This isn’t the first account of bias in artificial intelligence this year, with researchers from MIT reporting it was possible to introduce bias into AI during the data preparation stage. What do these findings mean for English language testing, where machines are used for marking purposes?
Chances are you’ve used AI to make your life easier at some stage recently. Opened the Uber app on your phone? Your estimated fare and arrival time are based on machine learning. Friendly with Alexa or Siri? Your voice activated-assistants can do more than tell the time, they can now debate the meaning of life – all thanks to AI. But where do we draw the line when it comes AI marking high-stakes English testing?
The world’s most trusted English test
IELTS is designed to assess the language ability of people who need to study or work where English is the main language. As the world’s most trusted test of English, IELTS is recognised by more than 11,000 universities and employers in Australia, Canada, New Zealand and the United States. It is also recognised by professional bodies, immigration authorities and government agencies.
But what makes IELTS the most recognised and trusted English test worldwide? The answer: the method in which IELTS is conducted and marked ensures this quality.
Speak with a human, not a computer
Unlike other high-stakes English language tests, the speaking component of IELTS is conducted face-to-face with an IELTS examiner – not a machine. This approach makes it fair to test takers, as it prompts a more lifelike interaction and examiners can recognise different accents and pitch of voice. IELTS test takers also benefit from taking their Speaking test in a private room, allowing them to perform at their best, free from distraction. Human examiners can also ask a broader range of questions and accept a broader range of responses to exam questions because of the breadth of their knowledge of English. Machines have to be trained in their knowledge of English and therefore for them to be fair, they must have every possible question type and every possible accurate response entered into them (not only the key words) in order to accurately mark a person’s English.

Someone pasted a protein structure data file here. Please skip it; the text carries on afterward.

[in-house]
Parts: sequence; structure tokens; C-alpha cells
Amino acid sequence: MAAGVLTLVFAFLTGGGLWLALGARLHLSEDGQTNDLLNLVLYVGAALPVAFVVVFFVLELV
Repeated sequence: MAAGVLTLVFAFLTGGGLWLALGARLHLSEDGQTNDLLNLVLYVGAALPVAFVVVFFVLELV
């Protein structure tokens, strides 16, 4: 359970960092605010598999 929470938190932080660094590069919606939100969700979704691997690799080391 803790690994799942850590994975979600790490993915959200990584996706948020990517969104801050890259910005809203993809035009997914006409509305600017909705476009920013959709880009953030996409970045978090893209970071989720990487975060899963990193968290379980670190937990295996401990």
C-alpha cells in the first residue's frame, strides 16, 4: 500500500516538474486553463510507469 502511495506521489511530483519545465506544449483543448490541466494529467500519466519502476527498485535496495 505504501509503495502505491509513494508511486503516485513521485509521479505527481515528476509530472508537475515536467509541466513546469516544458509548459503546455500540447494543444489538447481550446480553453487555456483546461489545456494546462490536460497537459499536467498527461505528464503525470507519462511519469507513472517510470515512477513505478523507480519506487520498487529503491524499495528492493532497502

In a story that went viral in 2017, a native English speaker with two degrees failed the speaking test of another test provider who uses machine-based marking. The test taker, who was seeking permanent residency in Australia at the time, should have received an accurate and fair speaking result – however, AI failed to understand her accent.
Ensuring consistent, fair assessment
The IELTS Writing and Speaking tests are marked by trained and certified examiners, who are qualified English language specialists. IELTS markers (not machines) work to clearly defined criteria and are subject to real-time monitoring and quality control procedures to ensure consistent and fair assessment for all test takers.
Writing tests which are anonymised before examiners see them are marked by a minimum of two examiners, and in some instances, tests may be double-marked by a team of principal examiners, with routine analysis conducted on each test to ensure accuracy and reliability of results.
There is no space for “computer says no” with IELTS, with multiple people reviewing and marking every written and spoken test.
Humans or robots?
“Hey, Google! What’s the weather tomorrow? When’s my dentist appointment? Skip this track! Dim the lights.”
It’s no denying AI can be useful in everyday life. In fact, technology plays a vital part in developing and delivering the IELTS test. And, as more test centres around the world switch to computer-delivered IELTS, it’s apparent that technology not only makes our lives better, but our test days easier and more accessible. With the introduction of computer-delivered IELTS, we’ve been able to release results faster, test 7 days a week, multiple times per day – and increase test day efficiencies.
But do you trust AI to not have bias when marking your high-stakes English test? The choice is very clear.
AI out, humans in
In light of the allegations made the Apple Card customer, Apple co-founder Steve Wozniak said that “Algos (algorithms) obviously have flaws. A huge number of people would say, ‘We love our technology, but we are no longer in control.’ I think that’s the case.” Industry regulators are now investigating these claims of AI discrimination by Apple Card.
For English test takers, IELTS is the fair and reliable choice for study, migration and work goals. With more than 40 test centres Australia-wide, and a growing number of computer-delivered centres in all major cities, take the test that is marked by humans, for humans.